Monday, May 9, 2016

Book Review 40. The Hidden Oracle

The Hidden Oracle (The Trials of Apollo, #1)
Book: The Hidden Oracle
Series: The Trials of Apollo (#1)
Author: Rick Riordan
Genre: Middle Grade Fantasy
Pages: 384
Published: May 3rd, 2016

Summary: How do you punish an immortal?
By making him human.
After angering his father Zeus, the god Apollo is cast down from Olympus. Weak and disorientated, he lands in New York City as a regular teenage boy. Now, without his godly powers, the four-thousand-year-old deity must learn to survive in the modern world until he can somehow find a way to regain Zeus's favour.
But Apollo has many enemies - gods, monsters and mortals who would love to see the former Olympian permanently destroyed. Apollo needs help, and he can think of only one place to go . . . an enclave of modern demigods known as Camp Half-Blood.

★ ★ ★ ★ ☆

"Things can turn out differently, Apollo. That's the nice thing about being human. We only have one life, but we can choose what kind of story it's going to be."

Hey, remember how when I wrote a review for the last book in The Heroes of Olympus series I said how sad I was that this was the last time I'd ever see these characters? I think I used the phrase "This is the final hurrah," and used this gif:

Funny story about that!

Every time I think I've seen the last of Percy Jackson, Riordan announces a new series. Not that that's necessarily a bad thing, because I love Percy's world and all the characters in it with all my heart, but I am 100% convinced Riordan will just keep writing about Percy until he dies. Don't get me wrong, I squeal just like everyone else when I see people from his old books reappear in new stories, but I feel like Rick turning into a one-trick pony. This doesn't mean I won't buy any book he writes that's even vaguely related to Percy though. He's got me there.

Speaking of which, DO NOT READ THIS BOOK UNTIL YOU READ ALL OF THE PERCY JACKSON AND THE OLYMPIANS SERIES AND ALL OF THE HEROES OF OLYMPUS SERIES. For real. It has so many spoilers for those two series, and you'll miss so much vital worldbuilding and be spoiled if you ever go back.

Right. Now onto the real review.

This wasn't Riordan's best book in the universe by a long shot, but that doesn't mean I didn't love it. Apollo has a very distinct voice, and is narcissistic and self-centered but yet over the course of the story learns to be pretty selfless in his still mostly self-obsessed way. I am so ready to see him grow and develop in the following books.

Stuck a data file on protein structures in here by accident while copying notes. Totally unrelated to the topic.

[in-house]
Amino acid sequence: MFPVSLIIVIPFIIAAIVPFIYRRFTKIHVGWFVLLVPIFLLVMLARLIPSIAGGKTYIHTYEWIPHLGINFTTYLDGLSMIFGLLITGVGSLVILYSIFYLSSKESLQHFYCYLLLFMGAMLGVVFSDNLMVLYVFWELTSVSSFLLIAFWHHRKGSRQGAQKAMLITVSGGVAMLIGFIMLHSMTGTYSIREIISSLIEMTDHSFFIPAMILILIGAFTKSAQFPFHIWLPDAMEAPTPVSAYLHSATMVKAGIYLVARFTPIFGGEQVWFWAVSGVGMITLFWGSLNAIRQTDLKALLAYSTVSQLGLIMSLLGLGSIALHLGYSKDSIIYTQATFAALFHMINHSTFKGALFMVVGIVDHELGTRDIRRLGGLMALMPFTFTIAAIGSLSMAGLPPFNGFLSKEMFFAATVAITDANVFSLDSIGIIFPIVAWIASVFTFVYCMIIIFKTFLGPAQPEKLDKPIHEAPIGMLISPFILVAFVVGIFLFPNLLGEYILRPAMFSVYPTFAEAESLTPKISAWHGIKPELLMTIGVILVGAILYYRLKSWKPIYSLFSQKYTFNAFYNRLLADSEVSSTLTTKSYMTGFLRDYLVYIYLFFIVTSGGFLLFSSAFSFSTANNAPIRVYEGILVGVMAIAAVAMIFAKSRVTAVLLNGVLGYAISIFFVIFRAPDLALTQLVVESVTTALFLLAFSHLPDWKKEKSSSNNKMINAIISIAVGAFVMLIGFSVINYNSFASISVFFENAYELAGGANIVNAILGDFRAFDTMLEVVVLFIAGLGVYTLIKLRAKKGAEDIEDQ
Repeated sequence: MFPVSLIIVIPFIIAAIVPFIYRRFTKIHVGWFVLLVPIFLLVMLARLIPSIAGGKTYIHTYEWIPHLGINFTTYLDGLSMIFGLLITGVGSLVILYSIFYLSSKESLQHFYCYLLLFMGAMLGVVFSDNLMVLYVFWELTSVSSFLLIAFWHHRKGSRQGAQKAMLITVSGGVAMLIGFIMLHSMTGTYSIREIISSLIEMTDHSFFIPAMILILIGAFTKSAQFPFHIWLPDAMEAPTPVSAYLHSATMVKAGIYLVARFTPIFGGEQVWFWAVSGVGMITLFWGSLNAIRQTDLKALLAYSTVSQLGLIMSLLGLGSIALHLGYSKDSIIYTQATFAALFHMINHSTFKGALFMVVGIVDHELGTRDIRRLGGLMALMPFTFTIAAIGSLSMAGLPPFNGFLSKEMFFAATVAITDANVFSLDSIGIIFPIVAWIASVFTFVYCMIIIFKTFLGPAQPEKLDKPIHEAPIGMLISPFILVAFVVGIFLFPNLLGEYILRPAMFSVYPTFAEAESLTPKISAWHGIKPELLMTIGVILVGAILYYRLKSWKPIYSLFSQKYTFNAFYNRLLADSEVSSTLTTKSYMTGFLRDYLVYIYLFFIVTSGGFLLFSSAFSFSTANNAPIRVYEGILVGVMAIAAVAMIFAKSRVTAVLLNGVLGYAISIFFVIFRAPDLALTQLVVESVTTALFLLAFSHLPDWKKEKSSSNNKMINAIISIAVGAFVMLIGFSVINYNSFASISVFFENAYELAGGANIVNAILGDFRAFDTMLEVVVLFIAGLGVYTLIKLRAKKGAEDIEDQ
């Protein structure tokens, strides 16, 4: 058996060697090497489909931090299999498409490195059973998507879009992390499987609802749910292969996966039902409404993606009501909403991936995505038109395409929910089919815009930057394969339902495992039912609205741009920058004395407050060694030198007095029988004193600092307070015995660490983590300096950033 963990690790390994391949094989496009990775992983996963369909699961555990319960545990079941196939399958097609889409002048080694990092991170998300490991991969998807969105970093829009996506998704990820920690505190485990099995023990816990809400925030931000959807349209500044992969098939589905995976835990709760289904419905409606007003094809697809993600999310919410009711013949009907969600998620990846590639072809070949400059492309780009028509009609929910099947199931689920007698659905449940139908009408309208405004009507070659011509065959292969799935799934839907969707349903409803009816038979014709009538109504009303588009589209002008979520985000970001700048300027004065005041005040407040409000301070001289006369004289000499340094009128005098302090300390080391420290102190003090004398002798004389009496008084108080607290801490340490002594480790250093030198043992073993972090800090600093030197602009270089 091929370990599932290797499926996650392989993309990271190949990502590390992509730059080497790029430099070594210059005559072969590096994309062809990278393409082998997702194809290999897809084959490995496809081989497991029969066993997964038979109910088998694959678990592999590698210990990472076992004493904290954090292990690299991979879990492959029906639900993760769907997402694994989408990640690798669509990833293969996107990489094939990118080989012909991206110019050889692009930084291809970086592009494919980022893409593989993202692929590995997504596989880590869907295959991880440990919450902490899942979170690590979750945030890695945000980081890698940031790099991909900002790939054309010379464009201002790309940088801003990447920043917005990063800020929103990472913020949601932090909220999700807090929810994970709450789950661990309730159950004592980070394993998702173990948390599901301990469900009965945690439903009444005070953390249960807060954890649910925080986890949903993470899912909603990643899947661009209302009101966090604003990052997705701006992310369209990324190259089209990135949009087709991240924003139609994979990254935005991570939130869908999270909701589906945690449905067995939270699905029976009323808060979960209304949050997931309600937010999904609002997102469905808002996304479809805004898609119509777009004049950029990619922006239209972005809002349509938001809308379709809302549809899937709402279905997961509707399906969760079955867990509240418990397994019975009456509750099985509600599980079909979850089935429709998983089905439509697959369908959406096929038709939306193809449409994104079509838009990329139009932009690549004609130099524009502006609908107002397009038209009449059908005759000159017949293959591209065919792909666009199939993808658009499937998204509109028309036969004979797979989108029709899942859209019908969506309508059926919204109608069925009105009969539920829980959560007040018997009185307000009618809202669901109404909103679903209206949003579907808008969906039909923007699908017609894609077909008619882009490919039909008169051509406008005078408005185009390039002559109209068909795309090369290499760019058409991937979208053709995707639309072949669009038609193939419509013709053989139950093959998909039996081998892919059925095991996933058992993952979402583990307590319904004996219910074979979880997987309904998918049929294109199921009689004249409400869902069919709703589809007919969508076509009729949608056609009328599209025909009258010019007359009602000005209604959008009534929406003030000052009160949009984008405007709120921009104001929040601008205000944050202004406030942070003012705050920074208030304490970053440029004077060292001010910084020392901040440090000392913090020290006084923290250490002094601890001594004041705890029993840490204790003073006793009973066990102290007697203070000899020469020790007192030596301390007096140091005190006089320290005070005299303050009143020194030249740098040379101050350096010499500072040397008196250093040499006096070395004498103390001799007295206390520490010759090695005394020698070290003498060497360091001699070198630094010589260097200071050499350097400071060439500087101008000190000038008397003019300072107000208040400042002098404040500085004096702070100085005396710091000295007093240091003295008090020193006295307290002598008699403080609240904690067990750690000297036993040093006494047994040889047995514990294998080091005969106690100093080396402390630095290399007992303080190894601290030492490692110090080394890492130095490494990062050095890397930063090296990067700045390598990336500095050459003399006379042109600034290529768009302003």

He is also blatantly and shamelessly bisexual, and we see two other characters in the book who are gay as hell and in love, and it is beautiful. All the LGBT-ness in Riordan's previous books has been either subtext or kind of a thing happening to the side, but to have it front and center is AWESOME and adorable. Yet, even though Apollo is pansexual, he doesn't really have a love interest in the book. This does make sense, since the only people he forms real relationships with are his children and a twelve-year-old girl named Meg. I'm not sure how to feel about it. It's almost better like this, since it would have felt fake for Apollo to immediately find love after falling to Earth, especially since the book all takes place in about a week.

To be frank, he doesn't need to be in love. His relationships with his children (some of whom are technically older than him, mythology is weird) and Meg (the relationship building is mostly with Meg) are what drive the story, and they are what I want to be further developed. But that being said, the main relationship there was between those two gay boys (trying not to give spoilers) *SWOON*.

Still, I did not like this one as much because I feel like not a lot happened in this book. It is shorter than many of Riordan's books, but all of the other ones just felt jam packed with events and battle scenes and character development, while this one did have some, but not the level of quality or quantity that I had seen before. I wanted Apollo to face just a few more challenges. This may have been due to the fact that the whole plot takes place at Camp Half-Blood or the woods or Camp Half-Blood or the area surrounding Camp Half-Blood. With stories with the same characters that spanned oceans and continents, maybe what I wanted was something more extensive.

And on a final note, each chapter started with a haiku. Some of my favorites:
"They have gone missing?
No, no, no, no, no, no, no
No, et cetera"

"Check your spam folder
The prophecies might be there
No? Well, I'm stumped. Bye"

"You've got to be kid-
Well, crud, what just happened there?
I ran out of syl-"

"Practice makes perfect
Ha, ha, ha, I don't think so
Ignore my sobbing"
Pure gold.

Even if this one wasn't my favorite Riordan books, I still enjoyed it and would suggest it to anyone who had already read Riordan's other books (read them in the order they were published, NO SKIPPING AROUND!).


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